A few weeks ago, Right on Crime wrote about the news of a statutory change in Mississippi, which required more 17-year-olds to be charged in juvenile courts rather than adult courts.

Now, we hear that the state of New York is considering a similar change. The Chief Judge of the State of New York, Jonathan Lippman, has proposed that 16- and 17-year-olds charged with “less serious crimes” be tried in family courts—the traditional venue for juveniles in New York—rather than as adults.

New York is one of the last two states to try all 16-year-olds as adults.  (North Carolina is the other.) There are good reasons why this trend is rapidly fading away—and New York, with ten-year recidivism rates of a stunning 89% for boys and 81% for girls—should reconsider the propriety of sticking with its current system.

Juvenile offenders charged with a minor, non-violent crime, are probably better cases for reform rather than incarceration. The rehabilitation resources available in the family court system in New York City are far greater than those in the traditional justice system, and allowing juveniles access to these resources gives them a better chance to go on to lead productive, law-abiding lives – rather than lives in which taxpayers are forced to pay for decades of their living arrangements behind bars.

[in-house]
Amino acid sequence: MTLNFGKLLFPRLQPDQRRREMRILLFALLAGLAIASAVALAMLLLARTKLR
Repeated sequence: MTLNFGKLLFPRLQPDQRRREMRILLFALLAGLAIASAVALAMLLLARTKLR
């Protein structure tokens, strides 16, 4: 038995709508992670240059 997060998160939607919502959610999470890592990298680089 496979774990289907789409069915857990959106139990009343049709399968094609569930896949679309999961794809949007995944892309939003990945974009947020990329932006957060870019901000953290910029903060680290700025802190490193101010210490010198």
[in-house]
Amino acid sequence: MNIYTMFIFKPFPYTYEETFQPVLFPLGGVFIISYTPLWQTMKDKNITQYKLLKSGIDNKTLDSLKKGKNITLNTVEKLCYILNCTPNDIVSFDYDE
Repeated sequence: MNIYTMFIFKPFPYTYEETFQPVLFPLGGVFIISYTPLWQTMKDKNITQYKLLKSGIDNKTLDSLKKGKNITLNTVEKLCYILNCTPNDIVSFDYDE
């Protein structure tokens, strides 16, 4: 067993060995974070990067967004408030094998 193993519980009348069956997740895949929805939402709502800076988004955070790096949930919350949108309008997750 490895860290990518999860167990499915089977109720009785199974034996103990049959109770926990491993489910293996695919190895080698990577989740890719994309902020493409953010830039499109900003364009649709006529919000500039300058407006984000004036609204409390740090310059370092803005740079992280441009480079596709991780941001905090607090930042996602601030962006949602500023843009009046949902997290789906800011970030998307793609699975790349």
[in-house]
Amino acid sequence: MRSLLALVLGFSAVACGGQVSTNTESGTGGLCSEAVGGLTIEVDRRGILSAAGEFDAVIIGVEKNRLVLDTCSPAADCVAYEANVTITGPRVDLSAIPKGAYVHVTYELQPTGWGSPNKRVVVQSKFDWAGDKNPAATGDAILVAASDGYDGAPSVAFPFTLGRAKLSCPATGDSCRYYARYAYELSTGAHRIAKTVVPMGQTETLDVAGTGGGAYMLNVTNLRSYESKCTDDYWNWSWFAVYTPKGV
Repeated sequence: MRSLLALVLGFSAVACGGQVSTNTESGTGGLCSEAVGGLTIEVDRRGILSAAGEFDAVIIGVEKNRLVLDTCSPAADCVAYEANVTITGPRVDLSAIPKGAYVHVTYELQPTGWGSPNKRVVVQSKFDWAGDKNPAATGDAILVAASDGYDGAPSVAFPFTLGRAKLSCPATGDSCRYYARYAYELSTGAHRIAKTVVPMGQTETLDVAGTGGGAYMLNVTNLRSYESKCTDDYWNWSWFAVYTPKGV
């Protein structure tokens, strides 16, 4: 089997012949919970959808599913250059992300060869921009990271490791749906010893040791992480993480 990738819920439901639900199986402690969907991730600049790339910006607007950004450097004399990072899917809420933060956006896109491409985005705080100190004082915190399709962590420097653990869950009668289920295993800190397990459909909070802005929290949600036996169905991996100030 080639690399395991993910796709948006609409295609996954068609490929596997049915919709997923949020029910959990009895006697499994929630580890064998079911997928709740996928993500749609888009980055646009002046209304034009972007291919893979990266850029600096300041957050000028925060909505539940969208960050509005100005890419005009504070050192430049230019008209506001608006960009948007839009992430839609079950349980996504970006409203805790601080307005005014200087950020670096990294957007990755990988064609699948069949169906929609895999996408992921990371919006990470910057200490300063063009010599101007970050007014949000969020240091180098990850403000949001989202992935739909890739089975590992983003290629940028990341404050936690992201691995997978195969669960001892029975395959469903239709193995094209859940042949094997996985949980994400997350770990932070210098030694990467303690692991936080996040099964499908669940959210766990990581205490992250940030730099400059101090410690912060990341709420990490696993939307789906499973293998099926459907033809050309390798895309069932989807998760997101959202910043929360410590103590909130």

Importantly, it also seems that Judge Lippman is going to ensure that violent, dangerous offenders are still held appropriately accountable for their actions by remaining in the traditional justice system. This comports with Right on Crime’s belief that incarceration is more than appropriate for violent and repeat offenders.

Before this proposal is implemented, the Governor and state Legislature will need to approve it. The Governor has, in the past, suggested his openness to smart juvenile justice reform and a focus on community-based treatment alternatives, but he will still need to convince the legislature, which has already rejected this proposal once before.